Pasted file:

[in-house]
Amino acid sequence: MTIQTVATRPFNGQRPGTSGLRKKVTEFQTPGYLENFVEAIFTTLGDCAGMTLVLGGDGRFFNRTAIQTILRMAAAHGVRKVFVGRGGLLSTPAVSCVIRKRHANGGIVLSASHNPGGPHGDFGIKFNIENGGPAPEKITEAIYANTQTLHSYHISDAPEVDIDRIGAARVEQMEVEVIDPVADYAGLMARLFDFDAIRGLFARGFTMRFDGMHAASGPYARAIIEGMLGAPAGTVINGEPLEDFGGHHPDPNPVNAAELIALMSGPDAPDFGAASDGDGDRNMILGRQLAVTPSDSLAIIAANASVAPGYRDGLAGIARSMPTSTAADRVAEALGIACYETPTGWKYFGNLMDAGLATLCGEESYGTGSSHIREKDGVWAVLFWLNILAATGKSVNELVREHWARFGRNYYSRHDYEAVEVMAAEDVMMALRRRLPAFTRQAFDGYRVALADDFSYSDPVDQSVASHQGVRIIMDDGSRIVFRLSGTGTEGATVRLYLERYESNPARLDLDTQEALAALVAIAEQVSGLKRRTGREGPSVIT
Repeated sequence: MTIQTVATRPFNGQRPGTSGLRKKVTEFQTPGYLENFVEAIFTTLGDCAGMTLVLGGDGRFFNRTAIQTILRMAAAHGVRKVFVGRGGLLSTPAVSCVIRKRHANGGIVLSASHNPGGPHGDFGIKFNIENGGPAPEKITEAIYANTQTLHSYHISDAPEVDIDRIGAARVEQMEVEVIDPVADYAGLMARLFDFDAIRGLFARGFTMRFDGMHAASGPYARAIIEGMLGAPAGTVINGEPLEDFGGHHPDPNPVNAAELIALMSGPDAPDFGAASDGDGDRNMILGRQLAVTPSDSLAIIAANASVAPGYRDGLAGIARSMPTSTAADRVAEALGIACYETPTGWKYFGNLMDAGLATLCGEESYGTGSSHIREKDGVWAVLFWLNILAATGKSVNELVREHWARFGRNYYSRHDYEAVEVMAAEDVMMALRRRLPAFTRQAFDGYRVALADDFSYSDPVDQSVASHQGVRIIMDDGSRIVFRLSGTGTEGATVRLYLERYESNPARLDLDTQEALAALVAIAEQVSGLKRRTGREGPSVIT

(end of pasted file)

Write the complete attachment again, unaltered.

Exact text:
[in-house]
Amino acid sequence: MTIQTVATRPFNGQRPGTSGLRKKVTEFQTPGYLENFVEAIFTTLGDCAGMTLVLGGDGRFFNRTAIQTILRMAAAHGVRKVFVGRGGLLSTPAVSCVIRKRHANGGIVLSASHNPGGPHGDFGIKFNIENGGPAPEKITEAIYANTQTLHSYHISDAPEVDIDRIGAARVEQMEVEVIDPVADYAGLMARLFDFDAIRGLFARGFTMRFDGMHAASGPYARAIIEGMLGAPAGTVINGEPLEDFGGHHPDPNPVNAAELIALMSGPDAPDFGAASDGDGDRNMILGRQLAVTPSDSLAIIAANASVAPGYRDGLAGIARSMPTSTAADRVAEALGIACYETPTGWKYFGNLMDAGLATLCGEESYGTGSSHIREKDGVWAVLFWLNILAATGKSVNELVREHWARFGRNYYSRHDYEAVEVMAAEDVMMALRRRLPAFTRQAFDGYRVALADDFSYSDPVDQSVASHQGVRIIMDDGSRIVFRLSGTGTEGATVRLYLERYESNPARLDLDTQEALAALVAIAEQVSGLKRRTGREGPSVIT
Repeated sequence: MTIQTVATRPFNGQRPGTSGLRKKVTEFQTPGYLENFVEAIFTTLGDCAGMTLVLGGDGRFFNRTAIQTILRMAAAHGVRKVFVGRGGLLSTPAVSCVIRKRHANGGIVLSASHNPGGPHGDFGIKFNIENGGPAPEKITEAIYANTQTLHSYHISDAPEVDIDRIGAARVEQMEVEVIDPVADYAGLMARLFDFDAIRGLFARGFTMRFDGMHAASGPYARAIIEGMLGAPAGTVINGEPLEDFGGHHPDPNPVNAAELIALMSGPDAPDFGAASDGDGDRNMILGRQLAVTPSDSLAIIAANASVAPGYRDGLAGIARSMPTSTAADRVAEALGIACYETPTGWKYFGNLMDAGLATLCGEESYGTGSSHIREKDGVWAVLFWLNILAATGKSVNELVREHWARFGRNYYSRHDYEAVEVMAAEDVMMALRRRLPAFTRQAFDGYRVALADDFSYSDPVDQSVASHQGVRIIMDDGSRIVFRLSGTGTEGATVRLYLERYESNPARLDLDTQEALAALVAIAEQVSGLKRRTGREGPSVIT